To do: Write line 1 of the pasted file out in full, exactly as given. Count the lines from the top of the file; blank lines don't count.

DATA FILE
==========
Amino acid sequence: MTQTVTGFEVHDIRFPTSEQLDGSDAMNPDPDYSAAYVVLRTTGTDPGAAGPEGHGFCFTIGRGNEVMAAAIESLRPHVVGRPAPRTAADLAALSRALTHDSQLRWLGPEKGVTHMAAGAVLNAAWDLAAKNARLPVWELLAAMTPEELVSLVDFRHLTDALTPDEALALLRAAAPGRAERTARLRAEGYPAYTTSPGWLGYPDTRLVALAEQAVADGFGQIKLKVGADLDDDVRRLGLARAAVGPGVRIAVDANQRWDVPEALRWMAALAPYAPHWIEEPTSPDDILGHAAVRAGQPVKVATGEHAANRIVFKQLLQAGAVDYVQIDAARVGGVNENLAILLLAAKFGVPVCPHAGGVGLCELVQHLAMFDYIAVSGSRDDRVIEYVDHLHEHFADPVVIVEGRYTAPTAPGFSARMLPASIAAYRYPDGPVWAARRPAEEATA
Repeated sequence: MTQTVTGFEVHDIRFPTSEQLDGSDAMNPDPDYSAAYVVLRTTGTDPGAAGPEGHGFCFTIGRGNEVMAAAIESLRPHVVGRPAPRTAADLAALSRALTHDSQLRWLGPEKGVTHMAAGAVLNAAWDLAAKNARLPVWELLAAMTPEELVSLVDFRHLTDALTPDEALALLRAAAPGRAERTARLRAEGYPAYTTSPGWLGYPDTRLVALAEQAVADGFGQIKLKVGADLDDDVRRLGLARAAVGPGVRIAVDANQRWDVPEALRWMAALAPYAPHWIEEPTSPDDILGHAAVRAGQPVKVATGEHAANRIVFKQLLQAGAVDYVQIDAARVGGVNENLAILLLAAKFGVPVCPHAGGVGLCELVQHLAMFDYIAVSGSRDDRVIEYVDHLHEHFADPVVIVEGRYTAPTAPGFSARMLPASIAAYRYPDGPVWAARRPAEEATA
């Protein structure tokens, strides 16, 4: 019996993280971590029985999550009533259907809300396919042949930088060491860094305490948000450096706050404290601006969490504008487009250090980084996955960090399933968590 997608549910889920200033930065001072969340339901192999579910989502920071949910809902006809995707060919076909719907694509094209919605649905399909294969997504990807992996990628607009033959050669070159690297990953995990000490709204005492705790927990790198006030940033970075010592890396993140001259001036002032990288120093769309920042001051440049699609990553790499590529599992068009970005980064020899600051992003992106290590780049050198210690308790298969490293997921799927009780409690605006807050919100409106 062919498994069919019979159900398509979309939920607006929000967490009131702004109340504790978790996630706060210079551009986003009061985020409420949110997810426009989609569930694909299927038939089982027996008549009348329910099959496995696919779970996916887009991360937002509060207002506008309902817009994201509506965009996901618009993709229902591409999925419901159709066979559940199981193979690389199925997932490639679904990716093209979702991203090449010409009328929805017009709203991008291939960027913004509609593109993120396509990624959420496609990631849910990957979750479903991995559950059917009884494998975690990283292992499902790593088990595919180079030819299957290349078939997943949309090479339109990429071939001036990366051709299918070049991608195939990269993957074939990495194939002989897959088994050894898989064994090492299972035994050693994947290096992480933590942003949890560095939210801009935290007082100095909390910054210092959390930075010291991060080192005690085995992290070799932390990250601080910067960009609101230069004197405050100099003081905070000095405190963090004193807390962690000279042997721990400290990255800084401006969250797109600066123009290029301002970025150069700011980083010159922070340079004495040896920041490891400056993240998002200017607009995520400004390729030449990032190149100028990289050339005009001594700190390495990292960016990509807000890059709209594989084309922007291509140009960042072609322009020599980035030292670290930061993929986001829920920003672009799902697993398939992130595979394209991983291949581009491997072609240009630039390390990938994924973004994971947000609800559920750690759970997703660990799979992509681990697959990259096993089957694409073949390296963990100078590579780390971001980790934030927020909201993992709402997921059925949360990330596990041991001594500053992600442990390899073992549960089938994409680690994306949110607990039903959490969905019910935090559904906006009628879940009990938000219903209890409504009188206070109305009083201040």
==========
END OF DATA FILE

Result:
Amino acid sequence: MTQTVTGFEVHDIRFPTSEQLDGSDAMNPDPDYSAAYVVLRTTGTDPGAAGPEGHGFCFTIGRGNEVMAAAIESLRPHVVGRPAPRTAADLAALSRALTHDSQLRWLGPEKGVTHMAAGAVLNAAWDLAAKNARLPVWELLAAMTPEELVSLVDFRHLTDALTPDEALALLRAAAPGRAERTARLRAEGYPAYTTSPGWLGYPDTRLVALAEQAVADGFGQIKLKVGADLDDDVRRLGLARAAVGPGVRIAVDANQRWDVPEALRWMAALAPYAPHWIEEPTSPDDILGHAAVRAGQPVKVATGEHAANRIVFKQLLQAGAVDYVQIDAARVGGVNENLAILLLAAKFGVPVCPHAGGVGLCELVQHLAMFDYIAVSGSRDDRVIEYVDHLHEHFADPVVIVEGRYTAPTAPGFSARMLPASIAAYRYPDGPVWAARRPAEEATA